John 'Smoke' Brown didn't think twice.
In the middle of a pandemic with rookie minicamps, OTA practices and a June minicamp wiped from the offseason schedule, the veteran receiver called one of the newest players in the Bills receivers room.
Brown knew that fourth-round wide receiver Gabriel Davis lived just a four-hour drive away in Sanford from his home in south Florida. So he invited the rookie wideout to stay with him for a week to master the playbook and work on route concepts.
Davis jumped at the chance.
Never asked to be a leader before he came to Buffalo in 2019, Brown quickly adjusted and eventually embraced the responsibility as a veteran in the receivers room.
"That's something I had to accept," Brown told Buffalobills.com. "I couldn't put myself first. The plays were going to come but helping others would help the team even more. It was a lot, but I got there."
The reason why Brown recognized the importance is because he was on the receiving end of the same kind of wisdom when he was a rookie in Arizona.
"I was able to help out because I know a lot from being around Larry Fitzgerald," Brown said. "I'm real thankful for Larry because I'm able to help these guys and I see them taking it in."
Brown took things a step further with Davis, as their close proximity allowed them to spend some time together in an offseason where no NFL rookie was getting much time on the field.
"When I got drafted 'Smoke' took me in," said Davis. "I was asked to stay at his crib for a few days to get with him on some football things. Work out with him, learn the playbook because that's what Larry did for him."
Larry Fitzgerald has played pro football for only one team in his 17-year career. To say he has been a model professional for the Arizona Cardinals would be an understatement. Aside from his record-setting career numbers, Fitzgerald's dedication to his craft is why his number of accrued NFL seasons (17) more than doubles his number of missed games (8).
His accomplishments off the field are just was widely recognized. Numerous community awards, the most significant of which was being named a co-recipient of the Walter Payton Man of the Year award with Eli Manning in 2016.
Fitzgerald has spent an inordinate amount of those 17 seasons pouring his knowledge into younger teammates with the Cardinals.
Two of those players he mentored are now veteran receivers in Buffalo in Brown and Andre Roberts. Two players who still revere Fitzgerald.
Brown and Roberts each spent four seasons with Fitz in Arizona. Roberts from 2010-2013 and Brown from 2014-2017. From training camps to offseason workouts, the two were always eager to lend an ear when Fitzgerald had suggestions or answered questions. His willingness to help went above and beyond.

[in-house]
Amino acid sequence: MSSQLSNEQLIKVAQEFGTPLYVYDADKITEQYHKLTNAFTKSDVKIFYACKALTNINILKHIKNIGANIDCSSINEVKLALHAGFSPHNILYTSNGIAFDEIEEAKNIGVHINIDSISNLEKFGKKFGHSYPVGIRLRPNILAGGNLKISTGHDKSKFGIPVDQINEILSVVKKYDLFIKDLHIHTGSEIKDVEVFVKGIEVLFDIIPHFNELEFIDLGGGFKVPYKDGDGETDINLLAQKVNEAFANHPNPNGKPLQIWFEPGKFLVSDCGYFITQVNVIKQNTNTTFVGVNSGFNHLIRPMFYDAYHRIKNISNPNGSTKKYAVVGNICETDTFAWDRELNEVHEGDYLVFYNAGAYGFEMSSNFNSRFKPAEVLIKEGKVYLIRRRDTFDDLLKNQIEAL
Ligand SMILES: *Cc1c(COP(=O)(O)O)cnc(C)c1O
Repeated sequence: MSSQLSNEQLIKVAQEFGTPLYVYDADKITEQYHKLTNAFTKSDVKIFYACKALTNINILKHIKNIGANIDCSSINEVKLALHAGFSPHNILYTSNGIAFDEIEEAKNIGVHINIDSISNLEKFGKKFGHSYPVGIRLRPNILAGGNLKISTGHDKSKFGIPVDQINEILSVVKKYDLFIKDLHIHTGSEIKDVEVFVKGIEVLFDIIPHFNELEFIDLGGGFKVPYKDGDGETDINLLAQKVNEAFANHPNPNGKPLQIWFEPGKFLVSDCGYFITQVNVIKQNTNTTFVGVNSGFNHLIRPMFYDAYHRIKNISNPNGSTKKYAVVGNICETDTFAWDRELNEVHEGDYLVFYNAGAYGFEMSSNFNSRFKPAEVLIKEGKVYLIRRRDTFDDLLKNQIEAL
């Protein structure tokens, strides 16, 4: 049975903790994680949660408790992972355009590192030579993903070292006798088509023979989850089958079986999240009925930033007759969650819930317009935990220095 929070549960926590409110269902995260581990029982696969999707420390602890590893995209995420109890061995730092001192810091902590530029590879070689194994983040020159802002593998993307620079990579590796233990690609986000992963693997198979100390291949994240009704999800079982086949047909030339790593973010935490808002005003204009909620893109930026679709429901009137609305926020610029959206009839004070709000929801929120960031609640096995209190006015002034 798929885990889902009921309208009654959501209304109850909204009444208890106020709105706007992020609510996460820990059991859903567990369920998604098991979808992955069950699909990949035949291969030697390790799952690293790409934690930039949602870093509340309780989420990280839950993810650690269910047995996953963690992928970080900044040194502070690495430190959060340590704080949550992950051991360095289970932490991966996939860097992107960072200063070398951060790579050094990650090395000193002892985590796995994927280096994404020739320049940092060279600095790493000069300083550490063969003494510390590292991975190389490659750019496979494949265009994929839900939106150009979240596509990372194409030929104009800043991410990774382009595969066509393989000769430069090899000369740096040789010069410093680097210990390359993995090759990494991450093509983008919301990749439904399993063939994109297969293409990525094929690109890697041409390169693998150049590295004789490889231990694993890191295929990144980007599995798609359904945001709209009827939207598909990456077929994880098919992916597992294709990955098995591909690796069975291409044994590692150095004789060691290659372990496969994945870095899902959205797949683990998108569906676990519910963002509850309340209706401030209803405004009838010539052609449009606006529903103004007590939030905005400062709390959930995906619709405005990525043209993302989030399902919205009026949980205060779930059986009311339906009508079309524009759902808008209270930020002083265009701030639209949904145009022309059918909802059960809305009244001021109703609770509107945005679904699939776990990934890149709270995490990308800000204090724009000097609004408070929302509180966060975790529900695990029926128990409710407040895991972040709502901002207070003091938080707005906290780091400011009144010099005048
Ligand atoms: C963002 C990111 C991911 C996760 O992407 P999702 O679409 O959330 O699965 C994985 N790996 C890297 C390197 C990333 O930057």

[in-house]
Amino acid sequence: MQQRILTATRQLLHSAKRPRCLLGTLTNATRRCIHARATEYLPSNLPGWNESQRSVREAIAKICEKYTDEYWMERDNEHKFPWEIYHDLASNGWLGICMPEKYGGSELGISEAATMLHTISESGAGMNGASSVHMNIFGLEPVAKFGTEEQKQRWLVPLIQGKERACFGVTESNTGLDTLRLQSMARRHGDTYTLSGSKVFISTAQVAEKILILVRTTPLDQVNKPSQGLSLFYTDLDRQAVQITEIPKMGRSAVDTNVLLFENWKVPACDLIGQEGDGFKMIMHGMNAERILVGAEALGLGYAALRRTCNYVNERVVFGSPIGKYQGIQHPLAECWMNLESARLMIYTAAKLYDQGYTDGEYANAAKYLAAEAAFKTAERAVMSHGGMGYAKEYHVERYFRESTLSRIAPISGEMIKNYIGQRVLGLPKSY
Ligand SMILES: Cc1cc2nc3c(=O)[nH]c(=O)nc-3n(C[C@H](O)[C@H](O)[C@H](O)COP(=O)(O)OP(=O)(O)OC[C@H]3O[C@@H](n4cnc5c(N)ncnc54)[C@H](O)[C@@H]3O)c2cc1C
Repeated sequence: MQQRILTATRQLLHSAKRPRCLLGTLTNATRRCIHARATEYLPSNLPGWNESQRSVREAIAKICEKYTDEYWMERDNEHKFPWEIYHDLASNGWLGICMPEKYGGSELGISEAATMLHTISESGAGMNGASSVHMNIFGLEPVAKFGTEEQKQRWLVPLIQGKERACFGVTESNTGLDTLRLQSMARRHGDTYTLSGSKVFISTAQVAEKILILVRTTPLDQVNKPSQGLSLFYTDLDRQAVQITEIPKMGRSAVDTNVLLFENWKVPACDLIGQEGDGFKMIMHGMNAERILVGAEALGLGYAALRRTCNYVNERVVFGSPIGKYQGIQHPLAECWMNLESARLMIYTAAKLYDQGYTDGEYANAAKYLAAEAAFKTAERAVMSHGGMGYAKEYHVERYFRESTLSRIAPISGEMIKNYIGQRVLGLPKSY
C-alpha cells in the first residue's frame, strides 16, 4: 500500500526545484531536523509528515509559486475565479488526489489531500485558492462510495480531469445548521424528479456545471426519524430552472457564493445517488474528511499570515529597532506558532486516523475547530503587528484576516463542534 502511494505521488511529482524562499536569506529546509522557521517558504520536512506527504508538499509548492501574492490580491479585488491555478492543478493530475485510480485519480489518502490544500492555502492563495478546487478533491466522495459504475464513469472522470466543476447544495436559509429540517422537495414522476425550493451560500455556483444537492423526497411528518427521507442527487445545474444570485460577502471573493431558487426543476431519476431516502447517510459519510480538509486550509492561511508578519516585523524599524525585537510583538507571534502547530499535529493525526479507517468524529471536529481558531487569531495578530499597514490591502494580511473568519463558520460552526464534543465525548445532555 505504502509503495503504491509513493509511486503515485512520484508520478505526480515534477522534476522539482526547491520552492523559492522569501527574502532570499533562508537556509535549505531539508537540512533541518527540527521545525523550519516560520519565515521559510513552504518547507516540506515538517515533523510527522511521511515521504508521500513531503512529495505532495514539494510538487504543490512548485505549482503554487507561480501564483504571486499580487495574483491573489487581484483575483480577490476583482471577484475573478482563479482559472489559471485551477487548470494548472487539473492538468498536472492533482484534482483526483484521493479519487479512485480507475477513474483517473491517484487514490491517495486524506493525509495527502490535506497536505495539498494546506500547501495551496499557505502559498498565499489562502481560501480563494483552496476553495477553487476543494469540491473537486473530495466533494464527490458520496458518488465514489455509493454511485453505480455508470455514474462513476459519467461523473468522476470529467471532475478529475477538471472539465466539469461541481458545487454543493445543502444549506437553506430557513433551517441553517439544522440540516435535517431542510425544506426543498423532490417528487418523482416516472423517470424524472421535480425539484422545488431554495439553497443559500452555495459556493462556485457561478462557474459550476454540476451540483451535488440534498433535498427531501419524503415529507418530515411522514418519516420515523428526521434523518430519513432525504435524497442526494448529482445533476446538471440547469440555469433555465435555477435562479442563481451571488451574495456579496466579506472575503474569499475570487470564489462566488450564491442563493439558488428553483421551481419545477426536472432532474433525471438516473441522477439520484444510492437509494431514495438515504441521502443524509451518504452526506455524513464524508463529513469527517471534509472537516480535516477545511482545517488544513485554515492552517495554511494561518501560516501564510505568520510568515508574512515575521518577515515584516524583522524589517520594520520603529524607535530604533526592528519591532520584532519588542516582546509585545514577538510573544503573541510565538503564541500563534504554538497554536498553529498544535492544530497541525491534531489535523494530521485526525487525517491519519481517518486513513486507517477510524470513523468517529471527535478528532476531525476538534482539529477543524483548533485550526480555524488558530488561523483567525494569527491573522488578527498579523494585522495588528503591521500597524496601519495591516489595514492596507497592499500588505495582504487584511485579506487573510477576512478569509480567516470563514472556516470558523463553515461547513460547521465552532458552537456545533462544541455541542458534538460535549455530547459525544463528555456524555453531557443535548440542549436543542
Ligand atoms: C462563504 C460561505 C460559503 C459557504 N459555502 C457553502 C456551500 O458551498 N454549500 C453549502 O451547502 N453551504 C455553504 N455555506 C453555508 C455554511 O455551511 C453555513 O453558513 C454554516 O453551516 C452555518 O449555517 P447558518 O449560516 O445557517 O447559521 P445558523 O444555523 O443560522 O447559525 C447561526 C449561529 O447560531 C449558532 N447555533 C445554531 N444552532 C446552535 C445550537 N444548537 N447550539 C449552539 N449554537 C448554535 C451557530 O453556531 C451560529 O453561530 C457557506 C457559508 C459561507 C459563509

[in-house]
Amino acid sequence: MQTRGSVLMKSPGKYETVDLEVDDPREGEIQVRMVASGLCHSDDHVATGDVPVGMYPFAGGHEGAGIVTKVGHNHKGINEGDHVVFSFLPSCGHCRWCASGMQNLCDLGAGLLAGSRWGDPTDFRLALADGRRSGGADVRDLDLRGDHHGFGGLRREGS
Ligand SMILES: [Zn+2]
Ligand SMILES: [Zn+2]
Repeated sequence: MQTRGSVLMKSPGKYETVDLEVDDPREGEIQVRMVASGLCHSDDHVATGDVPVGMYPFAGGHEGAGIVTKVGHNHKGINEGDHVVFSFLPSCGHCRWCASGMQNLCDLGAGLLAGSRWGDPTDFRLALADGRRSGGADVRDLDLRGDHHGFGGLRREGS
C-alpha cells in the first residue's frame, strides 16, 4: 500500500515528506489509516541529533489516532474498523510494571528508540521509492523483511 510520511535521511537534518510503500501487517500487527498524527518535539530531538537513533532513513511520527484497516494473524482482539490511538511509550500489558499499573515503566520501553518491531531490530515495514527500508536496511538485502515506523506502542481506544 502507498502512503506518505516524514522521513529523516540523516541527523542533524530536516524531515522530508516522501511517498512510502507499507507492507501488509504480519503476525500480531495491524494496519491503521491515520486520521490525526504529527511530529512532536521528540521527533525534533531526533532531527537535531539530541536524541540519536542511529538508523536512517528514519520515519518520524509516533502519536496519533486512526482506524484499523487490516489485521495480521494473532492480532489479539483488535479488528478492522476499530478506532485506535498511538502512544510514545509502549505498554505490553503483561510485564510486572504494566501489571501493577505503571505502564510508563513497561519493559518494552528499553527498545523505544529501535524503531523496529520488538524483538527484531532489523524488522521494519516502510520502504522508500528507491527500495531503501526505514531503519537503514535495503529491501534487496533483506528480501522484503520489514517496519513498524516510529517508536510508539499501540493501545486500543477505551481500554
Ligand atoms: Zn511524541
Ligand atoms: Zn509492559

It left an indelible mark on Brown in particular.
"That's one thing about Larry. He's not a selfish person. He wants to win," said Brown. "So if you help the person next to you and make their job easier you'll win more games. And then everybody is more comfortable playing. So I appreciate Larry for that because now I'm here helping these guys."
"Smoke is one of those guys who understands a player like Gabe Davis can help our team win," said Roberts. "When you're a veteran like 'Smoke' it's not too hard. You understand your position and value on the team. So I'm sure when Gabe got drafted he called him and texted him, took him under his wing to try to help him as soon as possible."
For Fitzgerald it's humbling to know his reach goes beyond just his current and former teammates.
"It does resonate with me because I was in his position when I was a ball boy for the Minnesota Vikings and watched Randy Moss, Cris Carter, Jake Reed, Chris Walsh and Matthew Hatchett and all the players I idolized and looked up to," said Fitzgerald. "I had a unique experience to be able to watch those guys up close and personal and be able to learn from them. To get a chance to be able to tell those guys that and watch them up close, it gave me motivation."
Even though Roberts became Fitzgerald's teammate in the league, he too was an admirer of the receiver when Fitzgerald was an All-American college player at Pitt.
"I remember when I was in school and Larry was on the cover of the NCAA football game," said Roberts. "I'm like, 'Man this dude is up for the Heisman? Who wouldn't want to be that guy?' I understand it completely how he's touched so many people on and off the field.
"Gabe told me about how he felt about Larry when he was coming up and how he looked up to him. I'm sure he's going to want to get his jersey signed after the game. He's touched a lot of people."
Davis has often been described as someone who doesn't play or carry himself like a rookie. Brown even said Davis knows the playbook better than most. Evidence comes in the way the offensive staff requires the young receiver to know all of the receiver positions in the scheme as he serves as a backup to the top three on the depth chart.
"Getting that time with 'Smoke' and learning and knowing Larry is just a competitor every single day, I just try to come out to practice and compete to the best of my ability," Davis said. "Just trying to take everything I can to learn from the guys that came in front of me."
Proof positive that Fitzgerald's legacy as a mentor will carry on long after his playing career is over.
"It makes me feel good that I could do something like that," Fitzgerald said of his impact on Davis. "I look forward to meeting him and shaking his hand and congratulating him on his success."
For Fitzgerald, the exchange of that postgame meeting is much more likely to be the reverse.
--Darren Urban contributed to this story.